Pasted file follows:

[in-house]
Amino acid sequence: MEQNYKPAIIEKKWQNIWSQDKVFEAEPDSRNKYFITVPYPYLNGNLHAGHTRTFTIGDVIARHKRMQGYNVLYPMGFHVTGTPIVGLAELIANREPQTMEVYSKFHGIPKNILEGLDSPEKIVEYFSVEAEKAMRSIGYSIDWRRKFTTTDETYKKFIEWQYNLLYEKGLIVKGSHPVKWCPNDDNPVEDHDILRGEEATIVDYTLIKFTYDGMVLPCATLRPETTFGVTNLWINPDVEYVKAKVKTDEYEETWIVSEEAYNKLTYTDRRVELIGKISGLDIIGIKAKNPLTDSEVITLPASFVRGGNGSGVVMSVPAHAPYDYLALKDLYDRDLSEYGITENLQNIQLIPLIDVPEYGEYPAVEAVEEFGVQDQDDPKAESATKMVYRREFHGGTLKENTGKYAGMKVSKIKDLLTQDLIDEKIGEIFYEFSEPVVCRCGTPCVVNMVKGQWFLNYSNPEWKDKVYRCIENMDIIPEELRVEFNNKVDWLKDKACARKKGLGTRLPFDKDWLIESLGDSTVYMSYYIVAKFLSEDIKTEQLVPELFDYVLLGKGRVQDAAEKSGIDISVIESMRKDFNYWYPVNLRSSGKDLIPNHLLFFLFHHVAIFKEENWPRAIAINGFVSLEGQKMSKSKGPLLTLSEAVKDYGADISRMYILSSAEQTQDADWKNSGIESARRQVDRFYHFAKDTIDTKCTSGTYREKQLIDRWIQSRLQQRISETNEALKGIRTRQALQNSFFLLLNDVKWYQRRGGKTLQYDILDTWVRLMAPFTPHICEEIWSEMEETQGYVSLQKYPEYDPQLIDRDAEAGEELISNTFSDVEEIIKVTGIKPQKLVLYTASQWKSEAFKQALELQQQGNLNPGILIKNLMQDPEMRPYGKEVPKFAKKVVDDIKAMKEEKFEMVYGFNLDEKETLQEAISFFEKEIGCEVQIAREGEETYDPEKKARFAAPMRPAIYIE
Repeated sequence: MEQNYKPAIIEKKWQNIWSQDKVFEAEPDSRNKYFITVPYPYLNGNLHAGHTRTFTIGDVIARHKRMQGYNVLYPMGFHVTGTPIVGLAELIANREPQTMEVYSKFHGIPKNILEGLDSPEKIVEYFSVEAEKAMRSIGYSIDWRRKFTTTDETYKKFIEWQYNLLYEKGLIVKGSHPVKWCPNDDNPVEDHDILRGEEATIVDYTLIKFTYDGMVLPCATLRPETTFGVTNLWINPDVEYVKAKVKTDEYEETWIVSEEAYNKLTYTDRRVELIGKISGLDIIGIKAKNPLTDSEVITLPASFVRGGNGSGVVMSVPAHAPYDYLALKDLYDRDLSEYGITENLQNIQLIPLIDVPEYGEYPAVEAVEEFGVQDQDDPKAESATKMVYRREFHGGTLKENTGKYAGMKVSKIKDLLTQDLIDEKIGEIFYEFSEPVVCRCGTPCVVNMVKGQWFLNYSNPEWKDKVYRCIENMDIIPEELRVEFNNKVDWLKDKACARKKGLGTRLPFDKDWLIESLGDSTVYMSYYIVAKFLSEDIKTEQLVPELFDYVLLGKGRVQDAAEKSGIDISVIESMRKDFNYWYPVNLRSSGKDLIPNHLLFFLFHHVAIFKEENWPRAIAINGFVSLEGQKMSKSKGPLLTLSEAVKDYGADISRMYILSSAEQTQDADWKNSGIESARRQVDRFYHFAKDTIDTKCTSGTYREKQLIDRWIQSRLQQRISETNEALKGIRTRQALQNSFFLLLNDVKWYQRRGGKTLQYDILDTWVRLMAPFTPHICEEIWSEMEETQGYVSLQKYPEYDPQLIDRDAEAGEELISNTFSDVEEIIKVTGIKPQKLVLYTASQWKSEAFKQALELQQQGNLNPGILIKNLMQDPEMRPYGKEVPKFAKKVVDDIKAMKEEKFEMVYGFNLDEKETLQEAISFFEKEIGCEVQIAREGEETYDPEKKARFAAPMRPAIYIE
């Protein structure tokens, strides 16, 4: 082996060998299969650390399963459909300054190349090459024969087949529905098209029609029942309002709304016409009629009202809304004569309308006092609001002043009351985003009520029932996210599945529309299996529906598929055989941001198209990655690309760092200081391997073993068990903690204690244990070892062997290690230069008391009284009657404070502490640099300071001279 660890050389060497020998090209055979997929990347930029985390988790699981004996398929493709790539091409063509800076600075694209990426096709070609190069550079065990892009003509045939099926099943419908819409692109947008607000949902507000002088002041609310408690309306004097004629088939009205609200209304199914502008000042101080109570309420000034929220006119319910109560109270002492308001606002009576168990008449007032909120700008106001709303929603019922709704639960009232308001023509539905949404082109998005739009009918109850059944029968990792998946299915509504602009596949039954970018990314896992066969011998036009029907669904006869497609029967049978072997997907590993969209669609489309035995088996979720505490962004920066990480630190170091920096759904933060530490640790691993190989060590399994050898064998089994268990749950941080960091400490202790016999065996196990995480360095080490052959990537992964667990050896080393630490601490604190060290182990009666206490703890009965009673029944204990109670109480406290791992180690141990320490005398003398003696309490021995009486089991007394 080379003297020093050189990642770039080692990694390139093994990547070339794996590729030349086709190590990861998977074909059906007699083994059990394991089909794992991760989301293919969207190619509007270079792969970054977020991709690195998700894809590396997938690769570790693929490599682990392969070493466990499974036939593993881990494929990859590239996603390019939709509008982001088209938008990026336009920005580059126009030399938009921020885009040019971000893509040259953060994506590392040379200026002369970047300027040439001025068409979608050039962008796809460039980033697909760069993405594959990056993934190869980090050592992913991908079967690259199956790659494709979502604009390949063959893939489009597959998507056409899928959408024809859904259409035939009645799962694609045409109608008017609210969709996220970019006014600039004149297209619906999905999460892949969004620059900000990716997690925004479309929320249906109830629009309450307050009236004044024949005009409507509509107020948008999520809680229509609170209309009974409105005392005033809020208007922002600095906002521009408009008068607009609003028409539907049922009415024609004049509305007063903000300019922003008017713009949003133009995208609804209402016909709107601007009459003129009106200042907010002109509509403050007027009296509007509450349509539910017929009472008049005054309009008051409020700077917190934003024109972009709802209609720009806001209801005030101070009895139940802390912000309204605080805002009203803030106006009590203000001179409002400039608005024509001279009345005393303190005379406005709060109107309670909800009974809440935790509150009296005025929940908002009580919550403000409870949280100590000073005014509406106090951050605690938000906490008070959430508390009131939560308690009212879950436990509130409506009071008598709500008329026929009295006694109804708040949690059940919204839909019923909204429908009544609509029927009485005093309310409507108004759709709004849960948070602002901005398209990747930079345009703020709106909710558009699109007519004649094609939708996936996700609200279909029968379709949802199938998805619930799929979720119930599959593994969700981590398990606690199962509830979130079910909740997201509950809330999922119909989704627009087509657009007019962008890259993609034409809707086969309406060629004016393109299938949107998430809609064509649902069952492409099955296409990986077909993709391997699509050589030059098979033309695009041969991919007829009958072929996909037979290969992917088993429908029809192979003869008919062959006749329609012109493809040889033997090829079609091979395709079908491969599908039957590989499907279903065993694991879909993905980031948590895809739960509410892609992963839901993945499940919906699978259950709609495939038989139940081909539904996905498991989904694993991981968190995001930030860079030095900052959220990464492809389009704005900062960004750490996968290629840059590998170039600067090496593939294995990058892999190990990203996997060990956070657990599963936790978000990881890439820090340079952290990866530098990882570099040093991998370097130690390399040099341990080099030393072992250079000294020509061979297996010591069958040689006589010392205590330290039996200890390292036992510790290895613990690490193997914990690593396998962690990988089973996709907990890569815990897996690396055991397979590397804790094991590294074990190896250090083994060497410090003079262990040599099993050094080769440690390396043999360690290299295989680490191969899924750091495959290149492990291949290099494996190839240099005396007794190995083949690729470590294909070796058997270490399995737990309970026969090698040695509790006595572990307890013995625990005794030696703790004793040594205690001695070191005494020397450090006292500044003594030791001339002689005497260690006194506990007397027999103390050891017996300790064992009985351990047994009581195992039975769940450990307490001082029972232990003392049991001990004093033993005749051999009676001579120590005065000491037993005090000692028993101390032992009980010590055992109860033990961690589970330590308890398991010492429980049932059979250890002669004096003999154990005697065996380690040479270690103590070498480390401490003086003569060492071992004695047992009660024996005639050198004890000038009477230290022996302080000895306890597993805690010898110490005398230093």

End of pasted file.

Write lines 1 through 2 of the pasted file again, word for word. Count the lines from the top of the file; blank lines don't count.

[in-house]
Amino acid sequence: MEQNYKPAIIEKKWQNIWSQDKVFEAEPDSRNKYFITVPYPYLNGNLHAGHTRTFTIGDVIARHKRMQGYNVLYPMGFHVTGTPIVGLAELIANREPQTMEVYSKFHGIPKNILEGLDSPEKIVEYFSVEAEKAMRSIGYSIDWRRKFTTTDETYKKFIEWQYNLLYEKGLIVKGSHPVKWCPNDDNPVEDHDILRGEEATIVDYTLIKFTYDGMVLPCATLRPETTFGVTNLWINPDVEYVKAKVKTDEYEETWIVSEEAYNKLTYTDRRVELIGKISGLDIIGIKAKNPLTDSEVITLPASFVRGGNGSGVVMSVPAHAPYDYLALKDLYDRDLSEYGITENLQNIQLIPLIDVPEYGEYPAVEAVEEFGVQDQDDPKAESATKMVYRREFHGGTLKENTGKYAGMKVSKIKDLLTQDLIDEKIGEIFYEFSEPVVCRCGTPCVVNMVKGQWFLNYSNPEWKDKVYRCIENMDIIPEELRVEFNNKVDWLKDKACARKKGLGTRLPFDKDWLIESLGDSTVYMSYYIVAKFLSEDIKTEQLVPELFDYVLLGKGRVQDAAEKSGIDISVIESMRKDFNYWYPVNLRSSGKDLIPNHLLFFLFHHVAIFKEENWPRAIAINGFVSLEGQKMSKSKGPLLTLSEAVKDYGADISRMYILSSAEQTQDADWKNSGIESARRQVDRFYHFAKDTIDTKCTSGTYREKQLIDRWIQSRLQQRISETNEALKGIRTRQALQNSFFLLLNDVKWYQRRGGKTLQYDILDTWVRLMAPFTPHICEEIWSEMEETQGYVSLQKYPEYDPQLIDRDAEAGEELISNTFSDVEEIIKVTGIKPQKLVLYTASQWKSEAFKQALELQQQGNLNPGILIKNLMQDPEMRPYGKEVPKFAKKVVDDIKAMKEEKFEMVYGFNLDEKETLQEAISFFEKEIGCEVQIAREGEETYDPEKKARFAAPMRPAIYIE